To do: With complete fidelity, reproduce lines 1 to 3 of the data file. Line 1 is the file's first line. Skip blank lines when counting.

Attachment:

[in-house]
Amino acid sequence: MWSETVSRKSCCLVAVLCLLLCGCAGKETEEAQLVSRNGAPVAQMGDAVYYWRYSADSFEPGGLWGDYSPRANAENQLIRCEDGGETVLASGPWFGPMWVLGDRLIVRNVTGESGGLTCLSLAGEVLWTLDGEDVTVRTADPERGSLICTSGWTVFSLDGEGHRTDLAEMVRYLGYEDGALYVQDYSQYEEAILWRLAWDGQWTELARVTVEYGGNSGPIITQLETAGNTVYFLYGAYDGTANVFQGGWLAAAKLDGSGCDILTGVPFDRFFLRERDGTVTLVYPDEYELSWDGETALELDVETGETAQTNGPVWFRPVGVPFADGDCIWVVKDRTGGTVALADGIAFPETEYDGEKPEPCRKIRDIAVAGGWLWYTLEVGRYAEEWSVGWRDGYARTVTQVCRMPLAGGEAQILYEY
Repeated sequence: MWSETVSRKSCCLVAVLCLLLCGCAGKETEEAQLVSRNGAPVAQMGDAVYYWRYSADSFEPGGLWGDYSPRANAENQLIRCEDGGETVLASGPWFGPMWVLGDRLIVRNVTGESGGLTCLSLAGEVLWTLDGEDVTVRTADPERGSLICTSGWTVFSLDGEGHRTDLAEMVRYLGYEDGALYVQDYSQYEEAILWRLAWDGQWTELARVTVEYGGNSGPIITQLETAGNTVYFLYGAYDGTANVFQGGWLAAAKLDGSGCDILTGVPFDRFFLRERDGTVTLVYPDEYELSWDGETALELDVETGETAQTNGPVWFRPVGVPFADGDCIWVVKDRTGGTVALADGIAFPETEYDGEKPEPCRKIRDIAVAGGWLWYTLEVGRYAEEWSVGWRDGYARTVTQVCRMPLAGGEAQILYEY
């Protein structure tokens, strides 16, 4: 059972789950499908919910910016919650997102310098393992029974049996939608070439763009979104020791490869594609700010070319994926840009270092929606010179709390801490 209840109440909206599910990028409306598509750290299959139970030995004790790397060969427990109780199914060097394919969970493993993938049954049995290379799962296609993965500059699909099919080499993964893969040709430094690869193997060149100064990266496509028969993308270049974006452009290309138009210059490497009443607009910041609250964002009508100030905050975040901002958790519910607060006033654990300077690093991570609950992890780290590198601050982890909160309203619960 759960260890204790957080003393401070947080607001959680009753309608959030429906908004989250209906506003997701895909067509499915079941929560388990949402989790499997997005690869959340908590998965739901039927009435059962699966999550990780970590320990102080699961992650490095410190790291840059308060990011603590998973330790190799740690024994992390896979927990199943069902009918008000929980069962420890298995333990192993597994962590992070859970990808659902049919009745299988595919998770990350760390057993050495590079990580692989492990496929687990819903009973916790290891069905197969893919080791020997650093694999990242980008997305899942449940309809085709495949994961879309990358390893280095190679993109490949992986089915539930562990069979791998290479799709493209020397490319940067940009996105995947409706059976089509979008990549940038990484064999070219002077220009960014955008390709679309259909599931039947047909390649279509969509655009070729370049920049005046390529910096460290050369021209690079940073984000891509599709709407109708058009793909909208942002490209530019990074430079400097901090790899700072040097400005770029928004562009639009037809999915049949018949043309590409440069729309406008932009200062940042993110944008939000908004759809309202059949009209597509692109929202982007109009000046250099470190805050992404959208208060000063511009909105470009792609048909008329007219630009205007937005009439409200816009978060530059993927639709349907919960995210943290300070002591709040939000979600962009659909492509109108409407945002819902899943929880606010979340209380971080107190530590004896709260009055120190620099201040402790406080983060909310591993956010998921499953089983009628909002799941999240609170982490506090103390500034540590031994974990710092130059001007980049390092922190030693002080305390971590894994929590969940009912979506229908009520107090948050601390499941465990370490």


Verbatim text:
[in-house]
Amino acid sequence: MWSETVSRKSCCLVAVLCLLLCGCAGKETEEAQLVSRNGAPVAQMGDAVYYWRYSADSFEPGGLWGDYSPRANAENQLIRCEDGGETVLASGPWFGPMWVLGDRLIVRNVTGESGGLTCLSLAGEVLWTLDGEDVTVRTADPERGSLICTSGWTVFSLDGEGHRTDLAEMVRYLGYEDGALYVQDYSQYEEAILWRLAWDGQWTELARVTVEYGGNSGPIITQLETAGNTVYFLYGAYDGTANVFQGGWLAAAKLDGSGCDILTGVPFDRFFLRERDGTVTLVYPDEYELSWDGETALELDVETGETAQTNGPVWFRPVGVPFADGDCIWVVKDRTGGTVALADGIAFPETEYDGEKPEPCRKIRDIAVAGGWLWYTLEVGRYAEEWSVGWRDGYARTVTQVCRMPLAGGEAQILYEY
Repeated sequence: MWSETVSRKSCCLVAVLCLLLCGCAGKETEEAQLVSRNGAPVAQMGDAVYYWRYSADSFEPGGLWGDYSPRANAENQLIRCEDGGETVLASGPWFGPMWVLGDRLIVRNVTGESGGLTCLSLAGEVLWTLDGEDVTVRTADPERGSLICTSGWTVFSLDGEGHRTDLAEMVRYLGYEDGALYVQDYSQYEEAILWRLAWDGQWTELARVTVEYGGNSGPIITQLETAGNTVYFLYGAYDGTANVFQGGWLAAAKLDGSGCDILTGVPFDRFFLRERDGTVTLVYPDEYELSWDGETALELDVETGETAQTNGPVWFRPVGVPFADGDCIWVVKDRTGGTVALADGIAFPETEYDGEKPEPCRKIRDIAVAGGWLWYTLEVGRYAEEWSVGWRDGYARTVTQVCRMPLAGGEAQILYEY